While the Pine Chemistry sector supports the use of renewable energy, policies regarding biomass or renewable resources should not disadvantage the Pine Chemistry sector. In the context of energy policy, there are efforts to mandate or incentivize renewable energy sources,
which could include burning biomass to create energy. The forestry sector can be an important biomass source; however, it is imperative that state and federal policies regarding biomass or renewable resources not directly or indirectly disadvantage the Pine Chemistry sector’s
materials. Diverting these Pine Chemistry resources as fuel will likely waste a renewable resource, could generate more greenhouse gases and could hurt an important part of the existing biorefining manufacturing infrastructure in the U.S. Unfortunately, government incentives that
encourage the burning of biomass for bioenergy may deplete the supply of these valuable materials and prevent the Pine Chemistry sector from utilizing these environmentally friendly and important co-products.
The following are critical factors to consider about biomass energy policies:
It does not make social, environmental or economic sense to incentivize the indiscriminate burning of biomass materials that can have uses of more value to the economy. Doing so could negatively impact the Pine Chemistry sector, which could directly and indirectly impact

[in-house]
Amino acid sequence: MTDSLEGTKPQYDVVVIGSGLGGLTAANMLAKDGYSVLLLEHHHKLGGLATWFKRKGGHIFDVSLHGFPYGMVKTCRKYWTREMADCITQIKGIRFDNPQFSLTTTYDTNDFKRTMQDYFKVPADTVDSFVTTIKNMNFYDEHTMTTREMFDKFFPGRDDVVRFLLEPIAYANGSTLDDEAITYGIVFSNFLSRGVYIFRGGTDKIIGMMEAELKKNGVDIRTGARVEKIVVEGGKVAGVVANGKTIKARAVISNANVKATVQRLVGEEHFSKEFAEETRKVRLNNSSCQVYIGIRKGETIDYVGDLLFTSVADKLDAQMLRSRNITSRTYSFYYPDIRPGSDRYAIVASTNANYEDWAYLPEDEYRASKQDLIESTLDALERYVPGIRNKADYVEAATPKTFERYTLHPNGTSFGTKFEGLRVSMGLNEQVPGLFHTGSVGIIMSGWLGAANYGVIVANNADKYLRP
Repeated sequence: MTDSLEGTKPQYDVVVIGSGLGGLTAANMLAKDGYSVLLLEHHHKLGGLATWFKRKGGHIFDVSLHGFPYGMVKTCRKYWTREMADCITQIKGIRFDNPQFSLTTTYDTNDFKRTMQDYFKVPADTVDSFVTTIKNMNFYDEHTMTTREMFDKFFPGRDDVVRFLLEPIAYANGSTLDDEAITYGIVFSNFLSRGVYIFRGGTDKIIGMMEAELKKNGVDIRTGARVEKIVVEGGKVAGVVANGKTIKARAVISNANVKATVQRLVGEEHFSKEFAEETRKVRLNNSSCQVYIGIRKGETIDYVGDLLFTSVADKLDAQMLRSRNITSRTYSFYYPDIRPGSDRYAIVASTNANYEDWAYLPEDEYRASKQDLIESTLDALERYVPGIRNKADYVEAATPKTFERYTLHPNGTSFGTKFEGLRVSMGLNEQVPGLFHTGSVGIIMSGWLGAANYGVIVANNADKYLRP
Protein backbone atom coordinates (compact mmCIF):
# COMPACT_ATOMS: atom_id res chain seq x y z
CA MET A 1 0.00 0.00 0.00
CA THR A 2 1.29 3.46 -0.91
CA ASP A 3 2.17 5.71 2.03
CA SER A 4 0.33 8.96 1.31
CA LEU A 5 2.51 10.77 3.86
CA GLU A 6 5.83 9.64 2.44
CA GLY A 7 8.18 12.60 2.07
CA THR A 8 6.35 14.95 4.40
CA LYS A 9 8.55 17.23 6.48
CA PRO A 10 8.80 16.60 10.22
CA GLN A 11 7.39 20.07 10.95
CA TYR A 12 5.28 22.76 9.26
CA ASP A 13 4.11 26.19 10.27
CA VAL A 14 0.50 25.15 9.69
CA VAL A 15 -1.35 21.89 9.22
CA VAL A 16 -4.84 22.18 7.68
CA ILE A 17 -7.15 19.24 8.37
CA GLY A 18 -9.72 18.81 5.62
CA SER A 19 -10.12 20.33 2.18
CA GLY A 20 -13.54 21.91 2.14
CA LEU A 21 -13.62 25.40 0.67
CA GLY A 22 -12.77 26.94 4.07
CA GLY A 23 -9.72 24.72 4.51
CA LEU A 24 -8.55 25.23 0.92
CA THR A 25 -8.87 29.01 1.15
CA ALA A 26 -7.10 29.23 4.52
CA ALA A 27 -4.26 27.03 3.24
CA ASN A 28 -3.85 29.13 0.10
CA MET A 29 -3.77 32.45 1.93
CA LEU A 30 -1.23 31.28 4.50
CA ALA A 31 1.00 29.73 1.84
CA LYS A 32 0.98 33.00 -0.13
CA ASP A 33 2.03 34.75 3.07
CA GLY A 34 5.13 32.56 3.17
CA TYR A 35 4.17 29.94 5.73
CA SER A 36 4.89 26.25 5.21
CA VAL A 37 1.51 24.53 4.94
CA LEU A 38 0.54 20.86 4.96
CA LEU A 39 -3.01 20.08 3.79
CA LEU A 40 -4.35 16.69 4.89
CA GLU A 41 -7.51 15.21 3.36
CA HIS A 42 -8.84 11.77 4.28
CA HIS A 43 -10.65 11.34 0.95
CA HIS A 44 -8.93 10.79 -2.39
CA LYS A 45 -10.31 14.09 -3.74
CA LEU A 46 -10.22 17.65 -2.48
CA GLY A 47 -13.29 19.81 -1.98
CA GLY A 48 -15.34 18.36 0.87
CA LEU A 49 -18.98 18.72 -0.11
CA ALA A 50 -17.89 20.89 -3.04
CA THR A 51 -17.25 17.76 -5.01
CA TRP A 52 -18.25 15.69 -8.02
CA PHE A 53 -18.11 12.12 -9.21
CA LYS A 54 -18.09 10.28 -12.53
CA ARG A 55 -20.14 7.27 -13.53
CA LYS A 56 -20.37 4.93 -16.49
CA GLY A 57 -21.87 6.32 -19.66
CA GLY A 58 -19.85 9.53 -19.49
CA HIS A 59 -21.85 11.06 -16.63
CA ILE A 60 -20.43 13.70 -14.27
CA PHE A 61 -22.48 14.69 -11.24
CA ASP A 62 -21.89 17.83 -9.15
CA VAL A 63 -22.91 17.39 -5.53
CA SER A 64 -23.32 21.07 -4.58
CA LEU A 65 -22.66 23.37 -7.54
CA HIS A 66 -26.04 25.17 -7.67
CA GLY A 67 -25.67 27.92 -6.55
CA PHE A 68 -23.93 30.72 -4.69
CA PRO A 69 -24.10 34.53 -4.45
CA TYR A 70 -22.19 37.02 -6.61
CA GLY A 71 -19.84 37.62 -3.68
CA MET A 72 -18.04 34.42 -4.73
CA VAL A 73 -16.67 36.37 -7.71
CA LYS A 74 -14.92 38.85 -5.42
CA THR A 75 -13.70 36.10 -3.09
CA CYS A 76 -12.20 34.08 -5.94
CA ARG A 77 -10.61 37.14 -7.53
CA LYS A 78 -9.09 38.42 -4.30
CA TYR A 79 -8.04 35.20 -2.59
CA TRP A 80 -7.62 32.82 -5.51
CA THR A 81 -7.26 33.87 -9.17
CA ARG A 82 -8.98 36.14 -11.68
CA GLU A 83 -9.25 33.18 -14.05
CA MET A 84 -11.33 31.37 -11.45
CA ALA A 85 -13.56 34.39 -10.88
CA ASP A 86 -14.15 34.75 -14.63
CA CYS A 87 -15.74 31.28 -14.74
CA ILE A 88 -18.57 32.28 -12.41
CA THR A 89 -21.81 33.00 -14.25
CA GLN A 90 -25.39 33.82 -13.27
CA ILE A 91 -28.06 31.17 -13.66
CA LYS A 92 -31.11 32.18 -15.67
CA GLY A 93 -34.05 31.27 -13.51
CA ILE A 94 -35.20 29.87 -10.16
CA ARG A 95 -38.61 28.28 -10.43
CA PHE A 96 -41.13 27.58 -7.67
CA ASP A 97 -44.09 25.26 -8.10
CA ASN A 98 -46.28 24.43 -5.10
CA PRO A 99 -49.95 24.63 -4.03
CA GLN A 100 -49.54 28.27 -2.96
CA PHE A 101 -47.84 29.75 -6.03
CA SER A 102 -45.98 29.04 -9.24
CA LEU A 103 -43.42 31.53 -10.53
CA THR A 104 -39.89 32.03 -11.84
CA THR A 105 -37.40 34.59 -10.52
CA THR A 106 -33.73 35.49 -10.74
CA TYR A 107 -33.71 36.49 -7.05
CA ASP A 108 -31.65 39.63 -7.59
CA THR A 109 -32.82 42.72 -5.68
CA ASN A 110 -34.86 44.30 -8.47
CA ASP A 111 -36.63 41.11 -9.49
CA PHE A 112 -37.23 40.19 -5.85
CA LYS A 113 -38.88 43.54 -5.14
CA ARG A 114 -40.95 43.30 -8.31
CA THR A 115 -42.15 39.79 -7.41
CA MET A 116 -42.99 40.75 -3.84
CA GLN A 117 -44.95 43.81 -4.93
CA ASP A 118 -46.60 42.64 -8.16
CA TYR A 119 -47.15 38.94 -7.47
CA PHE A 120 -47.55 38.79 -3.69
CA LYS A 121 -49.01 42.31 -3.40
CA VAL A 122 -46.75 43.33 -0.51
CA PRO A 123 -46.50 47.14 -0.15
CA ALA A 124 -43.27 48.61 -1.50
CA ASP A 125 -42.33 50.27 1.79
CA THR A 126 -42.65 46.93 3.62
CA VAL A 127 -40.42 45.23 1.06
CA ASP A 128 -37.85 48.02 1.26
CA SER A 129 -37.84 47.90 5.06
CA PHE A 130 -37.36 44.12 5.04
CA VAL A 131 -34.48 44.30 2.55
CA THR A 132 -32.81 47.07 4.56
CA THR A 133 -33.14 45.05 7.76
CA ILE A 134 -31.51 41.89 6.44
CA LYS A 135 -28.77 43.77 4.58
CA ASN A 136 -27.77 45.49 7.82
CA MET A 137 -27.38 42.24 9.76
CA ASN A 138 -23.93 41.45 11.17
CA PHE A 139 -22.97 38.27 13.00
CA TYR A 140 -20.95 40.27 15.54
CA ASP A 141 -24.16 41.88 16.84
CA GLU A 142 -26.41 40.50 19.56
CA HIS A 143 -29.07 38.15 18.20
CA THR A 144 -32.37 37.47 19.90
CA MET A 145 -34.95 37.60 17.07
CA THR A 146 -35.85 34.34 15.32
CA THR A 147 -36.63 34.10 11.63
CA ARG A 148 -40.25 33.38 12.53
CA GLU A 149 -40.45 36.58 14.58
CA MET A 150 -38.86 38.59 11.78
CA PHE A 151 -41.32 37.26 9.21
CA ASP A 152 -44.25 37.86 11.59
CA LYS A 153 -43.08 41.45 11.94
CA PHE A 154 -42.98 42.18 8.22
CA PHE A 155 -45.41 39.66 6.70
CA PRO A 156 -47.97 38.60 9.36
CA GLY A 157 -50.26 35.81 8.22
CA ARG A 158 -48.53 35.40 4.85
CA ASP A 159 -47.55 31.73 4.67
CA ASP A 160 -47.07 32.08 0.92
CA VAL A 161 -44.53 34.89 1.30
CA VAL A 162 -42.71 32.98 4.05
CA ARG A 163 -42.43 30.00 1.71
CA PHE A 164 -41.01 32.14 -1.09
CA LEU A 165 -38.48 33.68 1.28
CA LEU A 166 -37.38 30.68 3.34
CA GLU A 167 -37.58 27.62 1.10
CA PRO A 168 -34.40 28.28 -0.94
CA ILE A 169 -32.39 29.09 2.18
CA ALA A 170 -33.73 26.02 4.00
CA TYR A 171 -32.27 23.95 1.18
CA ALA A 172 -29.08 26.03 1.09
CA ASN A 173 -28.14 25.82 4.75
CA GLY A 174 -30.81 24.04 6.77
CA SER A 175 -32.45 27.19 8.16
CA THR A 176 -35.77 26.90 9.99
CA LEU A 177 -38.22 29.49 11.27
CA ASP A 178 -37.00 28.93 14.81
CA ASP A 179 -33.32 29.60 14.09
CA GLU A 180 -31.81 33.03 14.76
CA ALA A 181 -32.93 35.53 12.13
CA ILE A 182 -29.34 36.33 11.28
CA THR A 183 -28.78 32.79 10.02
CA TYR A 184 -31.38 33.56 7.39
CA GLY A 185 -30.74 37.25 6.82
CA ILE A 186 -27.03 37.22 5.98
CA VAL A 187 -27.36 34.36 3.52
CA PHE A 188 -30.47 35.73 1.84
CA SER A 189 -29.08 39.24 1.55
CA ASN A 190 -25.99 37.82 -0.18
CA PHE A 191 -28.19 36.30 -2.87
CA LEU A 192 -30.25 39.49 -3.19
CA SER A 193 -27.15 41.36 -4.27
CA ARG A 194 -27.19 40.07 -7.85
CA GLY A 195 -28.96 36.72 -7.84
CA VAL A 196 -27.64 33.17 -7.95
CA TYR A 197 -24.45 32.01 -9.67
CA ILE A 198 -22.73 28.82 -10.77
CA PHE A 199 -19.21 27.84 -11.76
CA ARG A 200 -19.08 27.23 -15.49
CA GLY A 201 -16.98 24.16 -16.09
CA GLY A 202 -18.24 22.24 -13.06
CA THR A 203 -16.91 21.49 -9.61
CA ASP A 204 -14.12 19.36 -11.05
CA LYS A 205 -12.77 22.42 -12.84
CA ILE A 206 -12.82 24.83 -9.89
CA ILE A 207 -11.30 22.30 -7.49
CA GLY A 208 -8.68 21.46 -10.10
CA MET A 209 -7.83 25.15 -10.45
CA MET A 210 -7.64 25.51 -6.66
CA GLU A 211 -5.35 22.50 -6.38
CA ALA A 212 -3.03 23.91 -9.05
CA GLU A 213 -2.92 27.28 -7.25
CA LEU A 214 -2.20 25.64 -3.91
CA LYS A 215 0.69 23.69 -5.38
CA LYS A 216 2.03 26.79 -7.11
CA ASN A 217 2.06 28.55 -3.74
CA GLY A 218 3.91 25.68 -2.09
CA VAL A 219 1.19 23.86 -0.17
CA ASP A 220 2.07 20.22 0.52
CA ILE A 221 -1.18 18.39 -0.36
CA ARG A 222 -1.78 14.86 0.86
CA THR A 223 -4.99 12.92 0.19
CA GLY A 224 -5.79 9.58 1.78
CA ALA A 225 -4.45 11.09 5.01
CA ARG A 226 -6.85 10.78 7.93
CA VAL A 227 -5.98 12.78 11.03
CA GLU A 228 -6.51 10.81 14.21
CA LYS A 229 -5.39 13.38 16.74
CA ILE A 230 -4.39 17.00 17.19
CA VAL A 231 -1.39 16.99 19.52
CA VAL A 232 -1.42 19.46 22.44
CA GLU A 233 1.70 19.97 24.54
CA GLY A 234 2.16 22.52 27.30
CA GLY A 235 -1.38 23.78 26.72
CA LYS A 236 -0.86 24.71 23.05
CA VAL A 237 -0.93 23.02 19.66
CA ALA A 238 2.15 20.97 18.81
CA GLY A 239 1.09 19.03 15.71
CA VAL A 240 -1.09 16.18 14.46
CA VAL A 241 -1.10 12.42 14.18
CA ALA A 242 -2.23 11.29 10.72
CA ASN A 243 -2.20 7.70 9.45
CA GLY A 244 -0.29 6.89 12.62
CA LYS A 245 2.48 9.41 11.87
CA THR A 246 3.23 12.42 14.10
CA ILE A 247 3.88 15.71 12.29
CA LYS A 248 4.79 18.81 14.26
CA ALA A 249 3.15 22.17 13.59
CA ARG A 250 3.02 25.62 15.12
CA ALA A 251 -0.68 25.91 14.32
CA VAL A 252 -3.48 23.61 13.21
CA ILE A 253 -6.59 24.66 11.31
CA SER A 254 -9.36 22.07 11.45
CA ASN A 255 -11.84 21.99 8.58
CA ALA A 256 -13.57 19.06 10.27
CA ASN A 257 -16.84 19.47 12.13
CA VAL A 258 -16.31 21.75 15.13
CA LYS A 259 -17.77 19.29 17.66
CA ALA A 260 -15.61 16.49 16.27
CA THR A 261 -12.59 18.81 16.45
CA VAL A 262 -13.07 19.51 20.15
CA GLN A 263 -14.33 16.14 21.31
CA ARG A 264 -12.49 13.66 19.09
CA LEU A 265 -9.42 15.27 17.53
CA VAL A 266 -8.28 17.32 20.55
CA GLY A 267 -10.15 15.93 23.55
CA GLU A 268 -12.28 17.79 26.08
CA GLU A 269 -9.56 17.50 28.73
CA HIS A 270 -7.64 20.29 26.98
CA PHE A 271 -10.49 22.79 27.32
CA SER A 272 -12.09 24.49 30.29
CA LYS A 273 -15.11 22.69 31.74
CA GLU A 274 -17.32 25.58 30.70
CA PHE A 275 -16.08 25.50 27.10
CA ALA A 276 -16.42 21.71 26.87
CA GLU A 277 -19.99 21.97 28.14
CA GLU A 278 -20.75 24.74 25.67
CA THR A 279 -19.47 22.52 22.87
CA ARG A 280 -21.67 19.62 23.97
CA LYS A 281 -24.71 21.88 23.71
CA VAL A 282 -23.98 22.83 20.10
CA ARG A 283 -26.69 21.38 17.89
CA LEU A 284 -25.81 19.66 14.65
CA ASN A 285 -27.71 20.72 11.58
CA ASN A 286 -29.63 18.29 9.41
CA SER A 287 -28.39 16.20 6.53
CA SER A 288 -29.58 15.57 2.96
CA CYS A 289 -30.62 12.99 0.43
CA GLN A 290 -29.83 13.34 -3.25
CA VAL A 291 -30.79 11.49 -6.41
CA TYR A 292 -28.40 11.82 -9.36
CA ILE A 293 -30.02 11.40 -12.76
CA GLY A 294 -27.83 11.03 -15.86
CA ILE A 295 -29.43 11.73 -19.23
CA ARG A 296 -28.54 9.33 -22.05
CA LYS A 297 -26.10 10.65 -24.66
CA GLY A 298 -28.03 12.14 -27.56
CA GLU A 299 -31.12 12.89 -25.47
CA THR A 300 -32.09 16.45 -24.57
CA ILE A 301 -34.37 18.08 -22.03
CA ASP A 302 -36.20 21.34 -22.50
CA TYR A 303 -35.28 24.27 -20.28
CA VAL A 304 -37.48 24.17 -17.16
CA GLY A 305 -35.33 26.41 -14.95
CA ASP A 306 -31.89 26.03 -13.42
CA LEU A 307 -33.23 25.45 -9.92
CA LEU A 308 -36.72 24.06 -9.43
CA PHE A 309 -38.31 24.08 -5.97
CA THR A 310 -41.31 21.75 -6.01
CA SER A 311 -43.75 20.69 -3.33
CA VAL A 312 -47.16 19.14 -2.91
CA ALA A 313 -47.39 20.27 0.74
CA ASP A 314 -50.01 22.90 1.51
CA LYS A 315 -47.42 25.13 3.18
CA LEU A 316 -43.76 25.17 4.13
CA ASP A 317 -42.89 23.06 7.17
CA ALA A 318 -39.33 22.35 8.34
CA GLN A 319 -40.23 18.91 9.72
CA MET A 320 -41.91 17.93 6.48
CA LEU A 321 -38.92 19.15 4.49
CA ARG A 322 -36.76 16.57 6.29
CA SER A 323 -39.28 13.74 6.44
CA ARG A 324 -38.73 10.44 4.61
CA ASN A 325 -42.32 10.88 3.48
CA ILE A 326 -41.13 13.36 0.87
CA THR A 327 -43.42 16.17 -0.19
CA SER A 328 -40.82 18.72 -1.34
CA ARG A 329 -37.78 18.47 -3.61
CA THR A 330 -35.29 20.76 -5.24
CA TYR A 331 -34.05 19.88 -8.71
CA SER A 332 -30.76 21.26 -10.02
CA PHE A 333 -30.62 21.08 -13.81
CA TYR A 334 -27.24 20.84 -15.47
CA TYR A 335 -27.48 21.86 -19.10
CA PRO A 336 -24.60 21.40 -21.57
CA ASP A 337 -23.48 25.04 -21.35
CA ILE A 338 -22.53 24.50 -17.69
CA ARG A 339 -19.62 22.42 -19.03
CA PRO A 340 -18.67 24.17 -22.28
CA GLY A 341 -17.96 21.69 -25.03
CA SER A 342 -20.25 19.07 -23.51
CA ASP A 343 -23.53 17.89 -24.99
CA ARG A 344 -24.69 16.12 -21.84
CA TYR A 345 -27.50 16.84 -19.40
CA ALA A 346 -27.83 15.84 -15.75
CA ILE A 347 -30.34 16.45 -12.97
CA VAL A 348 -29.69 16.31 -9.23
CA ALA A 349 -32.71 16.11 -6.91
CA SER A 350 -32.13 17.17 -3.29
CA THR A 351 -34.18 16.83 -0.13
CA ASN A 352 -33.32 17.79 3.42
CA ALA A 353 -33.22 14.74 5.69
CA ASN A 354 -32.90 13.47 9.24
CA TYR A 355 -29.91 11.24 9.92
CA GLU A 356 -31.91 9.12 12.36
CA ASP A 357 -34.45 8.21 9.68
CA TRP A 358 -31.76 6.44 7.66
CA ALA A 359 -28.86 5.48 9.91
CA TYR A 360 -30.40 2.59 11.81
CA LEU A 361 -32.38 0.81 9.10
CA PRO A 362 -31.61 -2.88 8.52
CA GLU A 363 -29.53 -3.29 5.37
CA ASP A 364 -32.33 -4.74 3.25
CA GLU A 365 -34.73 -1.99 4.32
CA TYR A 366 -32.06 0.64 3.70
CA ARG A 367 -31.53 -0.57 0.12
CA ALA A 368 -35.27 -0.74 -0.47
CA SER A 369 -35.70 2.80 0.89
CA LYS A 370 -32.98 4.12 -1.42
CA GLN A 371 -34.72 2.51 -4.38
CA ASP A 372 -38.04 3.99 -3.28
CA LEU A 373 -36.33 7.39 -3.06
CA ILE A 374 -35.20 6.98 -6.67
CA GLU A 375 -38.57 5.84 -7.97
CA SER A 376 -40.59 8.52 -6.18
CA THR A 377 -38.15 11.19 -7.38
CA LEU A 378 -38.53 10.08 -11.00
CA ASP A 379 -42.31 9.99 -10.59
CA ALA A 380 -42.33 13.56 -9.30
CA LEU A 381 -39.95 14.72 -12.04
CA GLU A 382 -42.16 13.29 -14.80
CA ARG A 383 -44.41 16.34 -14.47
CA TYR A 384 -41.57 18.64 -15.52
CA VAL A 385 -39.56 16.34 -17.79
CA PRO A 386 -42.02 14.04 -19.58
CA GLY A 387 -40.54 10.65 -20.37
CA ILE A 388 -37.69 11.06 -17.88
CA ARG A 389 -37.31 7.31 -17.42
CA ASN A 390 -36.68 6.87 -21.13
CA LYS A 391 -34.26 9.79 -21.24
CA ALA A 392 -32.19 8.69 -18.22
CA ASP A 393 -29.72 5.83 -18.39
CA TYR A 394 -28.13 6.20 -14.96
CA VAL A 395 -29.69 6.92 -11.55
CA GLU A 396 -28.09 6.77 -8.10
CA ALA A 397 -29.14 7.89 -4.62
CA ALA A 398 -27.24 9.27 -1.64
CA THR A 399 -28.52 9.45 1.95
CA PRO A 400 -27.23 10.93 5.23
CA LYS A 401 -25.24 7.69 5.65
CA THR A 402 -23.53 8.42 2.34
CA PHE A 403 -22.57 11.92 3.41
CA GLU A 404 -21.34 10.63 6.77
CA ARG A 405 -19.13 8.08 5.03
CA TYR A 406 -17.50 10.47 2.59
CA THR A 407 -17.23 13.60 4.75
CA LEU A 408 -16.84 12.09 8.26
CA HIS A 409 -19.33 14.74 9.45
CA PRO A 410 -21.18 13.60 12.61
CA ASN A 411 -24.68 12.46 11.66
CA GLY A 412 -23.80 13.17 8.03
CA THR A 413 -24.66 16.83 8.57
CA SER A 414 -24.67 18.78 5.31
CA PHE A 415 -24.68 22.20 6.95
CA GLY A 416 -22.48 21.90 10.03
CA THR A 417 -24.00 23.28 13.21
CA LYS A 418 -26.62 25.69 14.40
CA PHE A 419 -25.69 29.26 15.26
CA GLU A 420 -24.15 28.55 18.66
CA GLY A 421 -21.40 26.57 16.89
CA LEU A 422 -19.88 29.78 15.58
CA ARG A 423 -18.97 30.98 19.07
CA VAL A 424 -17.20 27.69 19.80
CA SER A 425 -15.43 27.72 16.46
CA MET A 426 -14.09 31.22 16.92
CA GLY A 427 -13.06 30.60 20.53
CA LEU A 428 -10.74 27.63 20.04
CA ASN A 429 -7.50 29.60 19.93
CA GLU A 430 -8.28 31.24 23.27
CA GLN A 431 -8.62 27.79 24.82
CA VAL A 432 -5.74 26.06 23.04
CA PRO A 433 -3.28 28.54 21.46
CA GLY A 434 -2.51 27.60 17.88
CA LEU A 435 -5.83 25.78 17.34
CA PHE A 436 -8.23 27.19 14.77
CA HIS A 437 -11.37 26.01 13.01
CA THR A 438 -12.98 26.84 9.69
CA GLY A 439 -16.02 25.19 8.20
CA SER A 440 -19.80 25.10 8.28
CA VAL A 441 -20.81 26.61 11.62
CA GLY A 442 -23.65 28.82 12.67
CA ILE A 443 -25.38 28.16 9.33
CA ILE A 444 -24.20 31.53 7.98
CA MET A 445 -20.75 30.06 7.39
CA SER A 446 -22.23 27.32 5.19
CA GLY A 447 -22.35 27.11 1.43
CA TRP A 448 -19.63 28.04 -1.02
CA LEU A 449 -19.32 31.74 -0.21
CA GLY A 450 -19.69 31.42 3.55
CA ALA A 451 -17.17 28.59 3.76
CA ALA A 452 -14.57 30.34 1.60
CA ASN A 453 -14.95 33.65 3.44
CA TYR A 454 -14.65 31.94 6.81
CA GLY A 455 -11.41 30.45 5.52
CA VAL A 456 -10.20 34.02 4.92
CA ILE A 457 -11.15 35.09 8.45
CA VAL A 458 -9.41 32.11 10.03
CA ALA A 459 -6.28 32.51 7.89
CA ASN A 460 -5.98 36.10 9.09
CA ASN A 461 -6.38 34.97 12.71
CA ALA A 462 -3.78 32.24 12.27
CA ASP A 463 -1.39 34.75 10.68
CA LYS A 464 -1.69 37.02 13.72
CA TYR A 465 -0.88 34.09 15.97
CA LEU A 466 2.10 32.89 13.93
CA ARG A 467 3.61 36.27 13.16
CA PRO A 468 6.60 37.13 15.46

thousands of jobs and impact an industry that produces environmentally friendly and affordable co-products that are used in a number of applications. Efforts to establish subsidies or mandates can distort efficient use of resources and create inequities in the marketplace.
It is particularly critical that the definition of biomass or renewable resources not include Pine Chemistry feedstocks – specifically black liquor soap, crude tall oil, turpentine, and sawdust.
Pine Chemistry is a renewable resource that should be used to make essential goods. Pine Chemistry co-products have a higher value as a renewable raw material than as a fuel. Generally speaking, raw materials should be used to their highest potential.
Market forces, not government subsidies or mandates, should determine the use of Pine Chemistry materials. There should be a level playing field for the use and application of Pine Chemistry feedstocks. The Pine Chemistry sector relies on these materials. Inappropriately
diverting these renewable resources for fuel could have devastating consequences for the Pine Chemistry sector.
Actions Policymakers Can Take
Public policymakers can take the necessary steps to make sure that the Pine Chemistry sector continues to be an important industry. Policymakers can take action to ensure a level playing field for the Pine Chemistry sector, as well as for those groups that wish to burn
tree co-products for energy.